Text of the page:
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Berberian Sound Studio

Release Year:         2012
Studio:         IFC Films
Format:         Colour; Widescreen; NTSC
Rated:         Not Rated
Running Time:         92 min. plus Bonus
DVD Release Date:         Dec. 10, 2013
Screenwriter:         Peter Strickland
Director:         Peter Strickland
Actors:         Toby Jones, Cosimo Fusco, Antonio Mancino
DVD Features:         SDH subtitles
E:Top Picks Rating:         8.5/10

IFC Films Write-up:
Mild-mannered sound engineer Gilderoy (Toby Jones, The Hunger Games, Captain America) arrives in Rome to begin work on the soundtrack to a film called The Equestrian Vortex, a tale of witchcraft and murder set inside an all-girl riding academy. Before long he finds himself entranced by the film’s mysteriously terrifying allure, and the lines between reality and fantasy begin to blur. Now Gilderoy’s own mind has become the battleground between his horrifying delusions and his desperate grasp on the real world. An electrifying portrayal of a man’s descent into the darkest pit of madness and featuring a tour de force performance by Jones, BERBERIAN SOUND STUDIO is “a strange and beautiful homange to seventies horror films. See it–if you dare.” (Bilge Ebiri, New York Magazine)

SPECIAL FEATURES
Commentary with writer/director Peter Strickland
Behind the Scenes
Box Hill Documentary
Deleted, Extended and Alternate Scenes
Photo Gallery (with Commentary)
Alternate Poster Gallery
Trailer

Jon Ted Wynne Review:
BERBERIAN SOUND STUDIO is a truly unique film. Strange, beautiful, haunting and just plain weird, it will never have mass appeal, but it probably isn’t intended to. Rather it will interest fans of psychological horror, Italian ’70s horror, and techno geeks who will go gaga at the sight of so many obsolete Revox tape recorders and miles and miles of quarter inch tape.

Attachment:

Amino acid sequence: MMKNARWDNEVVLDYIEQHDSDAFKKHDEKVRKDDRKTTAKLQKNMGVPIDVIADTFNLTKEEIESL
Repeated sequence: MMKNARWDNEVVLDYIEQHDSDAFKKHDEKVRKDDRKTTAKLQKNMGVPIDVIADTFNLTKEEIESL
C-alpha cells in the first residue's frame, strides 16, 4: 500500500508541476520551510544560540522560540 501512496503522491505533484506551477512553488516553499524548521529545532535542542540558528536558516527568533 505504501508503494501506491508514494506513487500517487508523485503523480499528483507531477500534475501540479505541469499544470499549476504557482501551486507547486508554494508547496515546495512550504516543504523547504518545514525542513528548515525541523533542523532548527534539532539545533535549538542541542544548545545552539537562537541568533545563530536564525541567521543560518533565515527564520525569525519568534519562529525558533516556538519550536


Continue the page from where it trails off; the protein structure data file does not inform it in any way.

The film also has at its core the wonderful Toby Jones, who is fast becoming a character actor with an awful lot of leading roles under his belt. His star turn as Truman Capote a few years ago in Infamous blew Philip Seymour Hoffman’s performance right out of the water. Jones is wonderful here (as he usually is) and draws the viewer into his increasingly distorted mental state with consummate skill and subtlety. This is no mean feat considering much of his screen time consists of adjusting sound levels, looking perplexed at the odd assortment of people around him and reacting in growing discomfort at the images for which he is recording horrific sound effects. Wisely, we never see the footage for The Equestrian Vortex, the fictional film Jones is sound-scaping. The constant shrieking, screaming, stabbing and bludgeoning sounds are like a cacophonous symphony of horror. Images would diminish their effectiveness. Filmmaker Strickland well recognizes the power of the audience’s imagination.

The film is full of eccentricities, from voice artists who babble incoherently to a near parody of the self-important Italian film director who considers himself an artist (“don’t call my film a Horror Movie!”), to a strange set of letters Gilderoy receives from his mother that seem to portend his fate. Jones tries to take it all in stride but his discomfort is established from the get go when he fails to received reimbursement for the cost of his flight to Italy. Clearly a fish out of water, despite his considerable reputation as a sound artist, Jones fights an uphill battle all the way.

The extra features provide little in the way of insight, apart from the director’s commentary. Even so, BERBERIAN SOUND STUDIO is a difficult film to sit through twice. It’s worth seeing, however, for the strangeness of its setting and particularly Jones’ performance.

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